In an official picture taken in September of 1957, what appears to be a small UFO follows a Martin B-57 aircraft as it flies over Edwards Air Force Base in California. The exact nature of the UFO remains an object of controversy to this day.

Mary Evans Picture Library

From the beginning, society -- in the persons of prominent scientists, government officials, military officers, journalists, and ordinary citizens -- would make things disagreeable for those who insisted they had seen strange flying objects and those who believed them. Wherever there were "flying saucers," there was also ridicule, dished out in generous portions to anyone courageous or foolish enough to defy the reigning orthodoxy.

A 1951 Cosmopolitan article, prepared with Air Force cooperation and encouragement, lashed out at the "screwballs" and "true believers" who thought they were seeing flying saucers. In the decades to come, others would accuse UFO observers of every conceivable social crime or mental disorder. As a result, only a small minority of witnesses would ever report their sightings, and many who did soon lived to regret it. In 1977 a group of professional debunkers warned The New York Times that belief in UFOs is not only irrational but also dangerous; if sufficiently widespread, civilization itself could collapse.

Yet in the face of jeering derision and inflated rhetoric, the UFO sightings continued. The great majority of sightings would be by individuals who would have been implicitly believed had they been testifying to anything less outrageous. Of course, these witnesses were not always right. Even sympathetic investigators found that most reports could be explained conventionally. Few of the reports were outright UFO hoaxes (around one percent, according to the Air Force's estimate), but sane and sober eyewitnesses often mistook weather balloons, stars and planets, advertising planes, and other ordinary objects for extraordinary objects. Still, some sightings stubbornly resisted explanation.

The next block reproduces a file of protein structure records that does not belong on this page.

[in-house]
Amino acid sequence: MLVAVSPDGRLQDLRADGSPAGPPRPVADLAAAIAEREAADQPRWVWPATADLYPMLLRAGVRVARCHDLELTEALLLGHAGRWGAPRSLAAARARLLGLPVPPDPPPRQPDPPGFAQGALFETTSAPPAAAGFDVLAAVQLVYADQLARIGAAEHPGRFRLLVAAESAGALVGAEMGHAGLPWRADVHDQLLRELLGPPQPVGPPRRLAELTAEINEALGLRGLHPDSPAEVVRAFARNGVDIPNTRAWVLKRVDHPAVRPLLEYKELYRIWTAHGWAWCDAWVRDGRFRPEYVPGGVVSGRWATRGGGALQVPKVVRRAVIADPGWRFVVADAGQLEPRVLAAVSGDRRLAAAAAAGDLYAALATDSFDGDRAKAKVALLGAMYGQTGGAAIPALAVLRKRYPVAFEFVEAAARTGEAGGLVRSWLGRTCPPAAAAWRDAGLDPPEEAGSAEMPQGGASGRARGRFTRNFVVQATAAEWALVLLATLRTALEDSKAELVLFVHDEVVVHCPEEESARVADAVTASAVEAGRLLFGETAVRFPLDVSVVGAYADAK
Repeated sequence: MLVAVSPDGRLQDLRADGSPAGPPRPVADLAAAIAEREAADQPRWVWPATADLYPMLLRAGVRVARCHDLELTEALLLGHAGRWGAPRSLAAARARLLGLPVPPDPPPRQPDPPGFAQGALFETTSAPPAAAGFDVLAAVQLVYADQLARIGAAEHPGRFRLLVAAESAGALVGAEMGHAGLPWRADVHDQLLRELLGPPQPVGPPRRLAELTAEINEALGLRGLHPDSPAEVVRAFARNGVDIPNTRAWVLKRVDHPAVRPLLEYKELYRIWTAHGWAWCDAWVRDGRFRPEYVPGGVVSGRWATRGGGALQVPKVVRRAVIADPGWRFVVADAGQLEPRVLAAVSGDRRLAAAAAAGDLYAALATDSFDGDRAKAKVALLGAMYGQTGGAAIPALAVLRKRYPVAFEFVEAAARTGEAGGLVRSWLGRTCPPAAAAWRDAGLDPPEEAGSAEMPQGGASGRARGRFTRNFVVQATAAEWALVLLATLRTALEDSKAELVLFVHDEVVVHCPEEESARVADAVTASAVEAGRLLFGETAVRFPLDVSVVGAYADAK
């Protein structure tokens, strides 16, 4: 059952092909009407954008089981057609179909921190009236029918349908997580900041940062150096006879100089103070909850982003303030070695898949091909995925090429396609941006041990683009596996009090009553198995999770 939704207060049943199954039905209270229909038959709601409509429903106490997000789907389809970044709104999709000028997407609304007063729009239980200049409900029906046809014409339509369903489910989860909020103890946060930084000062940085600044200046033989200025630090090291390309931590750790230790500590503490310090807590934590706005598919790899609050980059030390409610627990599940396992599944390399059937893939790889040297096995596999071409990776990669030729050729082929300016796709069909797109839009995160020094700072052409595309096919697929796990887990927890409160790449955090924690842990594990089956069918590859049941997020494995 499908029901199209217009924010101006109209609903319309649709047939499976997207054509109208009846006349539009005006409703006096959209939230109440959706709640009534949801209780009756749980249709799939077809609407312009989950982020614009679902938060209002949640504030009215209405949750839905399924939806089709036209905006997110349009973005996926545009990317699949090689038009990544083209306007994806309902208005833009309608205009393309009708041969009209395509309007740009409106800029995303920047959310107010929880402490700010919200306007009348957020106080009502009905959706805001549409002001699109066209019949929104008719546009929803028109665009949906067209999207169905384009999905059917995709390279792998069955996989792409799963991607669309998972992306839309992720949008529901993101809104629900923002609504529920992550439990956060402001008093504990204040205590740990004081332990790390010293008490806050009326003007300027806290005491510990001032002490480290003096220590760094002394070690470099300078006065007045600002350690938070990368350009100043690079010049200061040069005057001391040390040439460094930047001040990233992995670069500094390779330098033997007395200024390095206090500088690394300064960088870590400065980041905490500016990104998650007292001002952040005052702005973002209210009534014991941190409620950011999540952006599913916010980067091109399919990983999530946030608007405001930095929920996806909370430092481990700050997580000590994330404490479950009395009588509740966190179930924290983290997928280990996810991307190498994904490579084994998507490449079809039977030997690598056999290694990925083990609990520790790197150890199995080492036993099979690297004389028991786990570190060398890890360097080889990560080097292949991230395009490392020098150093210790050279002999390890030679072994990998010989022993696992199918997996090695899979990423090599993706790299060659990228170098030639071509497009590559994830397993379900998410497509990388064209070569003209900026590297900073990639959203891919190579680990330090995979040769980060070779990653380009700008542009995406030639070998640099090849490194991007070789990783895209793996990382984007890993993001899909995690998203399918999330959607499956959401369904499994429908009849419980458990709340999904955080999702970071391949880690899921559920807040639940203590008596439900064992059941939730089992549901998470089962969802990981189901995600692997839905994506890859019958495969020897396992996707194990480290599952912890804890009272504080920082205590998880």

In the summer of 1947, the Air Materiel Command (AMC) was asked to study the situation and make recommendations about what should be done. On September 23 Lt. Gen. Nathan F. Twining, the AMC head, wrote his superior with this analysis: "The phenomenon reported is something real and not visionary or fictitious." Three months later the Air Force established Project Sign under AMC command, which is headquartered at Wright Field, soon to be Wright-Patterson Air Force Base (AFB), Dayton, Ohio, to investigate UFO reports.

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